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ARCHIVES: Newsworthiness

March 15, 2011

Passive news reports may lead readers to feel they can't find the truth

Passive news reporting that doesn’t attempt to resolve factual disputes in politics may have detrimental effects on readers, new research suggests. The study found that people are more likely to doubt their own ability to determine the truth in politics after reading an article that simply lists competing claims without offering any idea of which side is right. “There are consequences to journalism that just reports what each side says with no fact checking,” said Raymond Pingree, author of the... MORE
March 15, 2011

Malaysian daily apologises for insensitive cartoon on tsunami

An insensitive cartoon by a Malaysian daily showing the Japanese superhero Ultraman running helter-skelter from the massive tsunami has sparked an outrage in the country, prompting the newspaper to tender a public apology. Berita Harian newspaper, the Malay-language daily, on its front page Monday apologised for the offending caricature of the popular Japanese icon running away from an oncoming tsunami. Several people had voiced their objection and regret over the newspaper''s insensitive... MORE
March 15, 2011

New Al-Qaeda magazine offers beauty tips mixed with bombing advice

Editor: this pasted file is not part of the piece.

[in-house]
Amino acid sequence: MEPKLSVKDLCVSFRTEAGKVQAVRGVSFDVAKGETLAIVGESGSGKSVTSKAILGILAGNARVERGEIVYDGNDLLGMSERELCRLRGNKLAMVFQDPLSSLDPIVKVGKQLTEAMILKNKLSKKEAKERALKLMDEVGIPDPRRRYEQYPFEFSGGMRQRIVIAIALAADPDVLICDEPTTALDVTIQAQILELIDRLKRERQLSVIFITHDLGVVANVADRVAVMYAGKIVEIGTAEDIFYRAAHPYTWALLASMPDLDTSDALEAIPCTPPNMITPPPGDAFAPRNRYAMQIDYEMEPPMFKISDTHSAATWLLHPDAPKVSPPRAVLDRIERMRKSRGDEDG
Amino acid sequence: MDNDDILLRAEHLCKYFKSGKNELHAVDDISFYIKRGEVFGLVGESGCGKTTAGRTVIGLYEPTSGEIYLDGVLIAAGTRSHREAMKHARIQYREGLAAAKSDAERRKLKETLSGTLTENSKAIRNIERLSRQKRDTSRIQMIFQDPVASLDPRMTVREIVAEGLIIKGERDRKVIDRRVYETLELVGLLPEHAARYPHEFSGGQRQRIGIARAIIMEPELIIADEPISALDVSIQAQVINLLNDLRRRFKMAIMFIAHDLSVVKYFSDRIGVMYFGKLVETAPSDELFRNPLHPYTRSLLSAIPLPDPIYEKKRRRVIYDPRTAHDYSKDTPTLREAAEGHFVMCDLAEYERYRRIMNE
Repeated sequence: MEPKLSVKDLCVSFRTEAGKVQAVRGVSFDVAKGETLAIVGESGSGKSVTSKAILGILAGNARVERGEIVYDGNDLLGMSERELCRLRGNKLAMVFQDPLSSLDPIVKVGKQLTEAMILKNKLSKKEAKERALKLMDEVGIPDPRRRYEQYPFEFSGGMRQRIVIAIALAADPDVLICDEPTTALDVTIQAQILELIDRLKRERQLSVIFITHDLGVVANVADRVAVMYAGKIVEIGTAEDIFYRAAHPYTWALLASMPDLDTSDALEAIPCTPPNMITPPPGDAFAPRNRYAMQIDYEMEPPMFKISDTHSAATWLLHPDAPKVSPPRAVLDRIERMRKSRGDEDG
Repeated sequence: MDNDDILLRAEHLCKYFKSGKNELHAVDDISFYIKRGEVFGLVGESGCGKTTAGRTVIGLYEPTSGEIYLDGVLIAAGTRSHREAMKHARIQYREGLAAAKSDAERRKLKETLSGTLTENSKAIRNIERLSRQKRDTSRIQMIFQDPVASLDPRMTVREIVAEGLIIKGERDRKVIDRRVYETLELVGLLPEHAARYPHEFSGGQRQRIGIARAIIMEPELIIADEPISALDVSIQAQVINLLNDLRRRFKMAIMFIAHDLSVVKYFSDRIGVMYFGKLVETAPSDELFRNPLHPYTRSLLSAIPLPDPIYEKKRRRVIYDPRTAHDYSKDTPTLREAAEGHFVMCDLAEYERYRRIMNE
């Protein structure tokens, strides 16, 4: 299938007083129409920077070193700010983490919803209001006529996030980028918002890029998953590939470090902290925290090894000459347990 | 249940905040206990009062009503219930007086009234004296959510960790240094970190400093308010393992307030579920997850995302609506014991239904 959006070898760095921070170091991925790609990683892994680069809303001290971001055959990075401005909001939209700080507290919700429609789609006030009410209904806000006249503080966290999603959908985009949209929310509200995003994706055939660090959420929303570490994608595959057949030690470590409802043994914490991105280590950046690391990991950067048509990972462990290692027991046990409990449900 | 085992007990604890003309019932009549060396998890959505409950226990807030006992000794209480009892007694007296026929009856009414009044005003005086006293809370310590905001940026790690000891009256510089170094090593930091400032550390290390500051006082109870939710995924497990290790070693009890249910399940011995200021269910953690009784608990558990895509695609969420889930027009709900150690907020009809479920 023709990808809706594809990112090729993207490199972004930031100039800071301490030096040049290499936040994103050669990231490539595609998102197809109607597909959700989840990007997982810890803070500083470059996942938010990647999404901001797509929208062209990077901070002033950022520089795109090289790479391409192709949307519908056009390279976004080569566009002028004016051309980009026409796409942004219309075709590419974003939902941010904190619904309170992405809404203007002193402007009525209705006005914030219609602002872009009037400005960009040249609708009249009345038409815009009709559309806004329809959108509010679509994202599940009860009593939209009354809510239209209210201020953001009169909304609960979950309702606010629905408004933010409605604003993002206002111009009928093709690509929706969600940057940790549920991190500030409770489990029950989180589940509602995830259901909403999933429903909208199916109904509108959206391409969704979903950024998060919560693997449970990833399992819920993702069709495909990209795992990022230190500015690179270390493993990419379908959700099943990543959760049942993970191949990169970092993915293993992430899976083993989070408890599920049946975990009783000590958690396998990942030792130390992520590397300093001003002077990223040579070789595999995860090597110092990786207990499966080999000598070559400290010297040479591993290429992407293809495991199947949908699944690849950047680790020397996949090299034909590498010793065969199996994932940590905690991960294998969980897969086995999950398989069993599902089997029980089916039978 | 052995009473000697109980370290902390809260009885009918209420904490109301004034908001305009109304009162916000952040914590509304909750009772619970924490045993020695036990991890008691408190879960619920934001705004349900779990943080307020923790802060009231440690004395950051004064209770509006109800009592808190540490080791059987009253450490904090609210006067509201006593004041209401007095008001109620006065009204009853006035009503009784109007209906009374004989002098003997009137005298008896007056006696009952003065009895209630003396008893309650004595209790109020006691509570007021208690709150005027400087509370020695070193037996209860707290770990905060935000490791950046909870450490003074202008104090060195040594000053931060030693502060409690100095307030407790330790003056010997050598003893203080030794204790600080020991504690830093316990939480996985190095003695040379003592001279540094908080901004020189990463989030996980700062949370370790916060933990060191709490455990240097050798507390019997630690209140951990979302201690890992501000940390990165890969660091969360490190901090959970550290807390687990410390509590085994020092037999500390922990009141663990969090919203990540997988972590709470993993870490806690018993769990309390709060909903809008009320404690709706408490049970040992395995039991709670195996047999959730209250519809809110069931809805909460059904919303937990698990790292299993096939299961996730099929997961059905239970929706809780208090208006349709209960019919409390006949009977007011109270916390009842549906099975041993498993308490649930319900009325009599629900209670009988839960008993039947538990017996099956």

Al-Qaeda has launched a women's magazine Al Shamikha (meaning the majestic woman), which mixes tips on skin care with articles on 'marrying a mujahedeen' and carrying out suicide attacks. The first issue of the 30-page publication was released recently by the al Qaeda-affiliated Al Fajr Media Centre and must be ordered online. Its cover features the barrel of a sub-machine gun next to the image of a woman in a veil. The magazine features exclusive interviews with martyrs' wives who praise their... MORE
March 10, 2011

PFF welcomes fair use ruling on mining photo in Papua New Guinea

A judge's instruction backing the fair use of photos snapped by landowners at a controversial mining project in Madang, Papua New Guinea, is being welcomed by the Pacific Freedom Forum. "The judiciary in Papua New Guinea deserves praise for refusing to gag the use of photos," said PFF chair Susuve Laumaea, of Papua New Guinea. PFF has reviewed the background into the case brought by the Metallurgical Corporation of China (MCC), which co-owns the Ramu Nickel Mine with an Australian company,... MORE
March 8, 2011

How youth editions are explaining the Middle East protests

The unparalleled recent events in the Middle East have offered newspapers a chance to make use of their youth pages and supplements to explain a complex situation. The World Association of Newspapers and News Publishers (WAN-IFRA) have gathered some examples from around the world. "Newspapers – yes newspapers – are playing a leading role in providing explanatory journalism for children, who are just as interested and just as concerned about these events as their parents," said Dr Aralynn McMane... MORE